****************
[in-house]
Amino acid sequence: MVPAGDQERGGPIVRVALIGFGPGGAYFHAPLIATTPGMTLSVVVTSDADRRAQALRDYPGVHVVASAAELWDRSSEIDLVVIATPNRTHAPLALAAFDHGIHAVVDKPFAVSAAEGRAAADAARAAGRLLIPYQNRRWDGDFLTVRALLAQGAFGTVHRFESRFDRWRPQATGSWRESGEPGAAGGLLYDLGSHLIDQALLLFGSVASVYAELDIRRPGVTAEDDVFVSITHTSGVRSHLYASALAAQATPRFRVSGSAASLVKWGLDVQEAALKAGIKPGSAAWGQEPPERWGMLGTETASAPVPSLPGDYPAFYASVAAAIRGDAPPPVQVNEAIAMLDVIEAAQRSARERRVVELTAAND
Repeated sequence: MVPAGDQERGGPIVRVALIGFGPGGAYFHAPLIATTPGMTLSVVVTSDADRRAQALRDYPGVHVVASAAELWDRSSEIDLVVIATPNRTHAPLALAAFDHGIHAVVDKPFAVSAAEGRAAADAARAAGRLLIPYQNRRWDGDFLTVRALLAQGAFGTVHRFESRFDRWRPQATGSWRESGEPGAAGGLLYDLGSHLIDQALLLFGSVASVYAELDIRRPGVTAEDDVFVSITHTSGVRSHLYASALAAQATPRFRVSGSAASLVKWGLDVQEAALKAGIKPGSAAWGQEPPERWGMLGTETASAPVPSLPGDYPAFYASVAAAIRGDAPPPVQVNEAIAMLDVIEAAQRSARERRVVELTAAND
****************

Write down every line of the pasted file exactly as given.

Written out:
[in-house]
Amino acid sequence: MVPAGDQERGGPIVRVALIGFGPGGAYFHAPLIATTPGMTLSVVVTSDADRRAQALRDYPGVHVVASAAELWDRSSEIDLVVIATPNRTHAPLALAAFDHGIHAVVDKPFAVSAAEGRAAADAARAAGRLLIPYQNRRWDGDFLTVRALLAQGAFGTVHRFESRFDRWRPQATGSWRESGEPGAAGGLLYDLGSHLIDQALLLFGSVASVYAELDIRRPGVTAEDDVFVSITHTSGVRSHLYASALAAQATPRFRVSGSAASLVKWGLDVQEAALKAGIKPGSAAWGQEPPERWGMLGTETASAPVPSLPGDYPAFYASVAAAIRGDAPPPVQVNEAIAMLDVIEAAQRSARERRVVELTAAND
Repeated sequence: MVPAGDQERGGPIVRVALIGFGPGGAYFHAPLIATTPGMTLSVVVTSDADRRAQALRDYPGVHVVASAAELWDRSSEIDLVVIATPNRTHAPLALAAFDHGIHAVVDKPFAVSAAEGRAAADAARAAGRLLIPYQNRRWDGDFLTVRALLAQGAFGTVHRFESRFDRWRPQATGSWRESGEPGAAGGLLYDLGSHLIDQALLLFGSVASVYAELDIRRPGVTAEDDVFVSITHTSGVRSHLYASALAAQATPRFRVSGSAASLVKWGLDVQEAALKAGIKPGSAAWGQEPPERWGMLGTETASAPVPSLPGDYPAFYASVAAAIRGDAPPPVQVNEAIAMLDVIEAAQRSARERRVVELTAAND